St Petersburg, which is deemed the cultural capital of Russia, the place where many famous gay people created our artistic heritage, entered into the 21st century's hall of shame by drifting into medieval barbarity.
I assume you are Russian. My ex-partner (still my housemate) is from St. Petersburg. He has a sister there but does not want to go back from what he hears. Your country has sunk into a much worse state than under the communists. Every day the Russian news media presents stories about cannibalism, baby killing, people intentionally running over other people, etc. You all go around beating up and killing the "chernozhoppy." Your society has become completely decadent (in the old sense of the word - English speakers please note it does not mean luxurious or indulgent). Additionally, the revitalization of the evil Orthodox church has not helped. What kind of fucked up organization can make a saint out of a man like the last tsar, an autocratic bastard who promulgated pogroms and killing of peasants? Your economy may be growing and you may be gradually licking your population decline problem, but morally, your country is bankrupt. It is not merely Putin and the leaders, but the everyday people as well.

“Reality is better than truth.”

Since: Nov 09

Indianapolis

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#10
Nov 27, 2011
 

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Nobody said we can stop russia from making such a law--unless it violates accords they signed with the UN, at least, and then it is the UN's move, no ours. But we most certainly CAN comment on it and even act in terms of our political and trade relationships with them.

We have condemned sharia law in terms of human rights abuses, but their beheadings are no different than our lethal injections. Killing lawbreakers is killing lawbreakers.
ronan wrote:
I fail to see how a law passed in Russia could be of any interest in America. It's all about sovereignty.
Russia is a sovereign country and is allowed to make legislation without any comment from abroad.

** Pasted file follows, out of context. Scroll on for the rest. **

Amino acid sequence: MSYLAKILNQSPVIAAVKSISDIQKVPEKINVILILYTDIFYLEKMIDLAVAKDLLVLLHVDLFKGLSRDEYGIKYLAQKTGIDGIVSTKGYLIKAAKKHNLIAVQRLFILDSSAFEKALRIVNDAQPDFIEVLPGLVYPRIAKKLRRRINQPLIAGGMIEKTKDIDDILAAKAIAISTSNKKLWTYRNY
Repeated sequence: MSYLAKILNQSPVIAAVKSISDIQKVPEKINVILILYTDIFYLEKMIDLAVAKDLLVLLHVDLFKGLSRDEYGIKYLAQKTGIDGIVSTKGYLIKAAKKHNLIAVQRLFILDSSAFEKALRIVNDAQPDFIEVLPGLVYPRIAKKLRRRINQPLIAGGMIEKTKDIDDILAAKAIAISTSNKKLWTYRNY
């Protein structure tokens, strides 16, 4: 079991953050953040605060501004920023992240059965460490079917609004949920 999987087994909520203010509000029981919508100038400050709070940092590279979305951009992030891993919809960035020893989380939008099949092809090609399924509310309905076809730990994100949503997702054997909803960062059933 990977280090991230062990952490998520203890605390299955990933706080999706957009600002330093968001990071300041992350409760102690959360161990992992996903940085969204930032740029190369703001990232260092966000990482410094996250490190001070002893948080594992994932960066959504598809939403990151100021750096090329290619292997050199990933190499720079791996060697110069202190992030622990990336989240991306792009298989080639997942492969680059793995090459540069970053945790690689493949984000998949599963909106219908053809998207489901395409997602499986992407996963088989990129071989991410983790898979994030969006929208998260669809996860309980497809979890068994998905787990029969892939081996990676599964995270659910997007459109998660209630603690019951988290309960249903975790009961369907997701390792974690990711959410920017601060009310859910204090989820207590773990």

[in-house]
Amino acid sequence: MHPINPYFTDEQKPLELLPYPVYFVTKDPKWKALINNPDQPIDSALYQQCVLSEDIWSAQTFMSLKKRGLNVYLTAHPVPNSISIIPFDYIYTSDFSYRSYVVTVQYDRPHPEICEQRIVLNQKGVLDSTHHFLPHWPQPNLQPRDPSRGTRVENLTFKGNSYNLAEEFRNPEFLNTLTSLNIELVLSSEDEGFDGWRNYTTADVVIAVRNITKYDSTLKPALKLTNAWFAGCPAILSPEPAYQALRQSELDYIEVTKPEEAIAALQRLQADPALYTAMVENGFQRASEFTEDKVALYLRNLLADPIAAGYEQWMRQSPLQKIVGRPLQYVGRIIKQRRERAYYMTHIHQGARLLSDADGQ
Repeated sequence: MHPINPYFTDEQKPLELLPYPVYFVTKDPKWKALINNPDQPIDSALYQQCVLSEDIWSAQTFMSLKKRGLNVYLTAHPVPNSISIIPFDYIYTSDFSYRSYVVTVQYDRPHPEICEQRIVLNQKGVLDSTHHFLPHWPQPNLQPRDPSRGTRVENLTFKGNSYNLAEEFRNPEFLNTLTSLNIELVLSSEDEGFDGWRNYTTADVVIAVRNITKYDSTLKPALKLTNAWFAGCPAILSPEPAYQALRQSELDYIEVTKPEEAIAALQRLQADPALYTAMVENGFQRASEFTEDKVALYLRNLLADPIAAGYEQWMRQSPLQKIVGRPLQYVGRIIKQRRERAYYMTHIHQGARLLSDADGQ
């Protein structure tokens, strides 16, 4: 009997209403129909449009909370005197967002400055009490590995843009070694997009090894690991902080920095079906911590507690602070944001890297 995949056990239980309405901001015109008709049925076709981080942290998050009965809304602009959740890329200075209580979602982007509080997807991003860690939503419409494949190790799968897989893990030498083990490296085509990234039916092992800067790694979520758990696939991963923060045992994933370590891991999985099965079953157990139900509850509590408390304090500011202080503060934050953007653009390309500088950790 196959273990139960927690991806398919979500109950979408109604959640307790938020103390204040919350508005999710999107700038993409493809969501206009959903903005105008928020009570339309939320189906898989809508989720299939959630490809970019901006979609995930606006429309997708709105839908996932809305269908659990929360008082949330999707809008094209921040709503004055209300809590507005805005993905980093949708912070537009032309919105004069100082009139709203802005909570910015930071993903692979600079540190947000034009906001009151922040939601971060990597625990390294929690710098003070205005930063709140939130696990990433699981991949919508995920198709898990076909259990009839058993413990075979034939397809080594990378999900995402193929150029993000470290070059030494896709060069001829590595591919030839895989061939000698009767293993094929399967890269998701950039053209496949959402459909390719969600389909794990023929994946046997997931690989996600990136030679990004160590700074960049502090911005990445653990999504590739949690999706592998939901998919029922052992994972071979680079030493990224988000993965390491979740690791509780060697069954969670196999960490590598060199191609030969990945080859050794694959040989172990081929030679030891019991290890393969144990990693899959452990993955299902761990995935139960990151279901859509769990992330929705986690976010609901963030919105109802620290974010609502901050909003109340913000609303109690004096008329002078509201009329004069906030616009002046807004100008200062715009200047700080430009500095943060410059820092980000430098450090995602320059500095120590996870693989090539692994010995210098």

I hope the US State Department could also comment on internal laws in Saudi Arabia... Or maybe they consider Sharia Law acceptable, with public beheading?
ronan

UK

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#11
Nov 27, 2011
 

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cpeter1313 wrote:
We have condemned sharia law in terms of human rights abuses, but their beheadings are no different than our lethal injections. Killing lawbreakers is killing lawbreakers.
<quoted text>
Absolutely.
The USA are not in a strong position when it comes to criticise human rights in other countries.

Rendition programme, kidnapping, torture, illegal detention, Guantanamo Bay, death penalty, do I need to go on?

Since: Sep 08

Placitas, NM

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#12
Nov 27, 2011
 

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ronan wrote:
I fail to see how a law passed in Russia could be of any interest in America. It's all about sovereignty.
Russia is a sovereign country and is allowed to make legislation without any comment from abroad.
I hope the US State Department could also comment on internal laws in Saudi Arabia... Or maybe they consider Sharia Law acceptable, with public beheading?
I am sure you made that "sovereign country" argument when Dubya was LYING the US into an illegal and immoral war against a sovereign country.

Only an ignoramus would not know that the US State has spoken out on the human rights violations that are prevalent in Saudi Arabia.

Would you have 'fail to see how a law passed in Russia could be of any interest in America' when, from 1933 - 39 the Nazis were implementing more than 400 laws, decrees and regulations that restricted all aspects of Jewish life?

BTW: Isn't the State Dept speaking out about the 'internal laws in Saudi Arabia' not interfering on a "sovereign country's" policies?

“Reality is better than truth.”

Since: Nov 09

Indianapolis

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#13
Nov 27, 2011
 

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There is a difference between military treatment of non-citizens and the treatment of one's own people. I don't approve of many of the things you bring up concerning our treatment of prisoners from iraq, but that isn't the issue here.
ronan wrote:
<quoted text>
Absolutely.
The USA are not in a strong position when it comes to criticise human rights in other countries.
Rendition programme, kidnapping, torture, illegal detention, Guantanamo Bay, death penalty, do I need to go on?

“Reality is better than truth.”

Since: Nov 09

Indianapolis

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#14
Nov 27, 2011